After a two-year effort across the public service, the Virgin Islands has been re-accreditated by a United States-based organisation that assesses disaster preparedness, government stated on Friday.

The non-profit Emergency Management Accreditation Programme — which first accredited the territory in 2015 — evaluates emergency management programmes around the world according to a 66-point rubric encompassing all phases of the disaster management cycle, according to Government Information Services.

On Jan. 26, EMAP included the VI on its list of “elite leaders in emergency management.”

Premier Dr. Natalio “Sowande” Wheatley noted that the territory joins Ottawa, Canada and the King Faisal Specialist Hospital and Research Centre in Riyadh, Saudi Arabia as the only three accredited programmes outside the US.

“As a people, we were proud to become the first Caribbean jurisdiction to hold this prestigious recognition,” he said. “Re-accreditation confirms that we have remained steadfast and committed to emergency planning and disaster management.”

Governor John Rankin said the re-accreditation means the territory has maintained a high level of readiness since accreditation status was first achieved in 2015.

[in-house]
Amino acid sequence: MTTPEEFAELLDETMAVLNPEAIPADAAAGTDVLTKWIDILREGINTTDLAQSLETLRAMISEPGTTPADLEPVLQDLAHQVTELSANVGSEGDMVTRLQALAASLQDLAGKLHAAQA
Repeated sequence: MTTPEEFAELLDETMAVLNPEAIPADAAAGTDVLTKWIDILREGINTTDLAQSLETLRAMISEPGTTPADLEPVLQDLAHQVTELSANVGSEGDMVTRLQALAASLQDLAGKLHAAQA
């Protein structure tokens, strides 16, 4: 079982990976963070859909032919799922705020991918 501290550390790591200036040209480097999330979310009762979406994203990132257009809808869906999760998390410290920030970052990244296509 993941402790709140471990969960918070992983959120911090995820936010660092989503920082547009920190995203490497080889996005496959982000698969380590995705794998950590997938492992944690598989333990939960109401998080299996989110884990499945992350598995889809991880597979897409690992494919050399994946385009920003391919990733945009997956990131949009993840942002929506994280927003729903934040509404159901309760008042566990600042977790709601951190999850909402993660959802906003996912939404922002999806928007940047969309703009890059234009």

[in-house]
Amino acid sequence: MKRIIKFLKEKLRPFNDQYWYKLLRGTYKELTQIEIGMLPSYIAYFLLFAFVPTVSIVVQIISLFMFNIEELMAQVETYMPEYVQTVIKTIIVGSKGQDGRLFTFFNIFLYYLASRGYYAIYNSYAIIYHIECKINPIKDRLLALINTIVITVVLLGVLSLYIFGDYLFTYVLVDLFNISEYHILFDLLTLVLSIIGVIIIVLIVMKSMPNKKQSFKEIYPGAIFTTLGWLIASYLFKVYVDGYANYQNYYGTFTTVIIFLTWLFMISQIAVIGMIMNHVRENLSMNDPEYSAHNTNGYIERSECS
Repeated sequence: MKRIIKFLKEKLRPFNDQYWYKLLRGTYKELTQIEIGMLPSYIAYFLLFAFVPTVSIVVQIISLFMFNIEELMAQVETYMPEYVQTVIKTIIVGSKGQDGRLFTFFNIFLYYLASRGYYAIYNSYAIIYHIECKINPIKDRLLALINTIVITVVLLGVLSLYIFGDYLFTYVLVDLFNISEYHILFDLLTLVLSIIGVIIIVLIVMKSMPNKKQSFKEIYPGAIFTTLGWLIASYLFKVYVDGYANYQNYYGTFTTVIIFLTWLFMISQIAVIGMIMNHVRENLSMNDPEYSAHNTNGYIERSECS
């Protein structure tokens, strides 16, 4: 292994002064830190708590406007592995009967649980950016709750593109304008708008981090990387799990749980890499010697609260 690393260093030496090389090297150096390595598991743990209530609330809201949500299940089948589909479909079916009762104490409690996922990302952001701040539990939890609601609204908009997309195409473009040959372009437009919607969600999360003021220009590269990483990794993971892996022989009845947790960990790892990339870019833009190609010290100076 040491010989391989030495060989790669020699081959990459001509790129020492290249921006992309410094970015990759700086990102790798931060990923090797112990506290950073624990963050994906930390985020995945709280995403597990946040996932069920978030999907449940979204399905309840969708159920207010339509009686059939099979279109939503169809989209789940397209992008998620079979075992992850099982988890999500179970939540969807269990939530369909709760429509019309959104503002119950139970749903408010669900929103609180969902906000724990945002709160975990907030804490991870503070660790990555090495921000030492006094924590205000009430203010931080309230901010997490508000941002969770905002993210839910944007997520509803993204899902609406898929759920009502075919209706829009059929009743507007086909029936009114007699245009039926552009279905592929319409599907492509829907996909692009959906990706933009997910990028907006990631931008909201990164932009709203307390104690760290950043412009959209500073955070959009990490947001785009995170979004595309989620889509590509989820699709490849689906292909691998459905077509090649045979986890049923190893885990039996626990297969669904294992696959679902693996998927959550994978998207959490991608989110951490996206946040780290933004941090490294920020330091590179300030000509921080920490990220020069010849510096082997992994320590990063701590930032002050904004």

“Re-accreditation recognises that the Virgin Islands has been able to continually improve its disaster management programme,” he said.

Deputy Governor David Archer Jr. said the re-accreditation process started in 2020 and required representatives from across the public service to submit evidence documenting how the territory has maintained compliance with each standard area.

“Re-accreditation was an exercise in holding ourselves accountable to the people of the Virgin Islands,” he added.


EMAP’s Commission Chair Angee Morgan said a consecutive accreditation is a significant achievement.

“Through their commitment and leadership, the British Virgin Islands have proven to their communities and stakeholders that BVI disaster management is sustainable, and that they continue to focus on the communities’ best interests,” Ms. Morgan stated.

EMAP’s accreditation process evaluates emergency management programmes in 16 broad areas: administration and finance; laws and authorities; hazard identification; risk assessment; hazard mitigation; prevention; operational planning and procedures; incident management; resource management; mutual aid and logistics; communications and warning; facilities; training; exercises; and emergency public information and education.

EMAP describes itself as the only accreditation body for emergency management programmes worldwide.